A content analysis of teen-favored celebrities' posts on social networking sites: Implications for parasocial relationships and fame-valuation

Abstract

The aspiration of young people for fame – a wide public recognition – has risen in recent years. This fame-valuation is a concern for scholars, educators, and parents as it has been linked with teen self-focused aspirations, narcissism, and materialism. This rise in the value of fame has been linked to two trends: teens' increased attraction to celebrities and their use of social networking sites (SNSs). SNSs have changed the landscape of celebrity media presence compared to traditional media and enable a shift in balance between a professional and personal focus in the celebrity's brand image. Such a balance might have implications for the relationships audiences form with celebrities and, by extension, for adolescent fame-valuation. The current study examines the SNS (Facebook and Instagram) posts of teen-favored celebrities in order to map the characteristics of the messages to which adolescents are heavily exposed, that might reinforce their fascination with fame. The study is based on a content analysis of 1,075 posts by 24 teen-favored local and foreign celebrities in Israel. The study finds that celebrities' SNS posts lack depth in personal self-disclosure and are rather strongly focused on their professional lives – job-related activities, achievements, and self-promotion. Though SNSs present limited gatekeeping restrictions, celebrities choose to present a controlled image of themselves that is unprovocative, as evident in their promoted values, exhibited lifestyle, and physical representation.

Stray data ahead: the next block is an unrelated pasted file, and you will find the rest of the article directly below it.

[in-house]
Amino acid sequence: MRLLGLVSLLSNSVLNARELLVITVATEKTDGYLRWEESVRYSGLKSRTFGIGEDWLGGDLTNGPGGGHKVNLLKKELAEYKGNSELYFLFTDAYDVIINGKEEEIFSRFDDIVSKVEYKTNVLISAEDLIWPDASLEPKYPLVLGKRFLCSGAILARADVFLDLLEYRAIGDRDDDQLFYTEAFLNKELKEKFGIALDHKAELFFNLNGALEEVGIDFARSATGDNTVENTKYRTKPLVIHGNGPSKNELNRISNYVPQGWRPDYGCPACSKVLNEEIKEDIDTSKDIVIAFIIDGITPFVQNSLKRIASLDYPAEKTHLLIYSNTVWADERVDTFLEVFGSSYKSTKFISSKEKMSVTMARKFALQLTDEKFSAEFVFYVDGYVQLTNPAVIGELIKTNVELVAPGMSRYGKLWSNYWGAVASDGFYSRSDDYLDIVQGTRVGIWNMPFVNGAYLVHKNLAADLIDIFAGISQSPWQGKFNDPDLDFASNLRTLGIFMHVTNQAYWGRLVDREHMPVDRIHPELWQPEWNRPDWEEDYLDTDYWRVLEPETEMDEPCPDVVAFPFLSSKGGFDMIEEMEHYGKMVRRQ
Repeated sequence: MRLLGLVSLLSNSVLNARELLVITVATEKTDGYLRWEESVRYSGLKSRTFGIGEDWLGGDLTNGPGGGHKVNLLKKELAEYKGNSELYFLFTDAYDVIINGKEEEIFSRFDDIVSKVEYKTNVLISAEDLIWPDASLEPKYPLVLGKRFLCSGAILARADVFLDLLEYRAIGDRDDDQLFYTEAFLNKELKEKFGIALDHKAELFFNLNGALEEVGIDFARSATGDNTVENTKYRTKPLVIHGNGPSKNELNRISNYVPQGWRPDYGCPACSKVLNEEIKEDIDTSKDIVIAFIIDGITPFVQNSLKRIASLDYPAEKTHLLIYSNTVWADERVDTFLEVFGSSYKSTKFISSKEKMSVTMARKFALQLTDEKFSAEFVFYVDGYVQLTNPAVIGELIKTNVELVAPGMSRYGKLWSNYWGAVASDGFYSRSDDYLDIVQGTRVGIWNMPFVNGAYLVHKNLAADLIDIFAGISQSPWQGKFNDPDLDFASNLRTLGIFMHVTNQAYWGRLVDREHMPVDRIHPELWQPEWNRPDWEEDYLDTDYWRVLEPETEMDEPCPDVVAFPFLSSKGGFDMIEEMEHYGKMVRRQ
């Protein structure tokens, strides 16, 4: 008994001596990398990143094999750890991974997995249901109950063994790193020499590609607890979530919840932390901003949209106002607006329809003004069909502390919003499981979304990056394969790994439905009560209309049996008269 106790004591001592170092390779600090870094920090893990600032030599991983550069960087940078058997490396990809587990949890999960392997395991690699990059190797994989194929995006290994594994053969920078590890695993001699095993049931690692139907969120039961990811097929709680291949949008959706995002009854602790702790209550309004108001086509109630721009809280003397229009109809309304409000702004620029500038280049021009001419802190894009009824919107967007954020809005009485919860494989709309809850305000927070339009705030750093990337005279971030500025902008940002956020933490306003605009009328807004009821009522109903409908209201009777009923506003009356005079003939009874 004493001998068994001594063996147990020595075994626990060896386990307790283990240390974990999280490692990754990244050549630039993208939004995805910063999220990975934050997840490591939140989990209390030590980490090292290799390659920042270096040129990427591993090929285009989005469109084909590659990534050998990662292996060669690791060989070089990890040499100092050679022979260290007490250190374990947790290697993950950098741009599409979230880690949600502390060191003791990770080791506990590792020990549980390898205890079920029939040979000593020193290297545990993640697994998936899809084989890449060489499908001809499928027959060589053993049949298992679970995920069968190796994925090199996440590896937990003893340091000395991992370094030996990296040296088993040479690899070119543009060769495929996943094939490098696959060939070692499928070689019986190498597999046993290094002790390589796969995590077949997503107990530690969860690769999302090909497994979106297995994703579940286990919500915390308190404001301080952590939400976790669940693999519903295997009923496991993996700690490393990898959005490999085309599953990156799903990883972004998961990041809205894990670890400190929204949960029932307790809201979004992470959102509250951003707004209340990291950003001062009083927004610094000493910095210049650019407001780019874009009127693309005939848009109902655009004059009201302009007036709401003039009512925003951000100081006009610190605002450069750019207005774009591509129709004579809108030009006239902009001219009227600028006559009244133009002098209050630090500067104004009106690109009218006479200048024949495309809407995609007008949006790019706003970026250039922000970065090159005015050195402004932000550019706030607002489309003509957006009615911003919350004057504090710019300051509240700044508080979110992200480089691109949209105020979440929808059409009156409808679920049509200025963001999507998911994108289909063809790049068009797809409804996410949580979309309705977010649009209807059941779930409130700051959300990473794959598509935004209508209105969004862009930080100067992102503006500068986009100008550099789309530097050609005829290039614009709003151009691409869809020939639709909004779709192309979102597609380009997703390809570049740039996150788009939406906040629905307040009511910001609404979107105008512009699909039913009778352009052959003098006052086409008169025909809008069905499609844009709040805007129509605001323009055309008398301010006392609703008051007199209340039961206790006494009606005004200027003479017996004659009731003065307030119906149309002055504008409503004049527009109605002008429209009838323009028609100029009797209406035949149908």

Bibliographic citation

Eyal, K., Te'eni-Harari, T., & Katz, K. (2020). A content analysis of teen-favored celebrities' posts on social networking sites: Implications for parasocial relationships and fame-valuation. Cyberpsychology: Journal of Psychosocial Research on Cyberspace, 14(2), Article 7. doi:https://doi.org/10.5817/CP2020-2-7

Keywords

Celebrities; social networking sites; adolescents; parasocial relationships; fame-valuation

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https://doi.org/10.5817/CP2020-2-7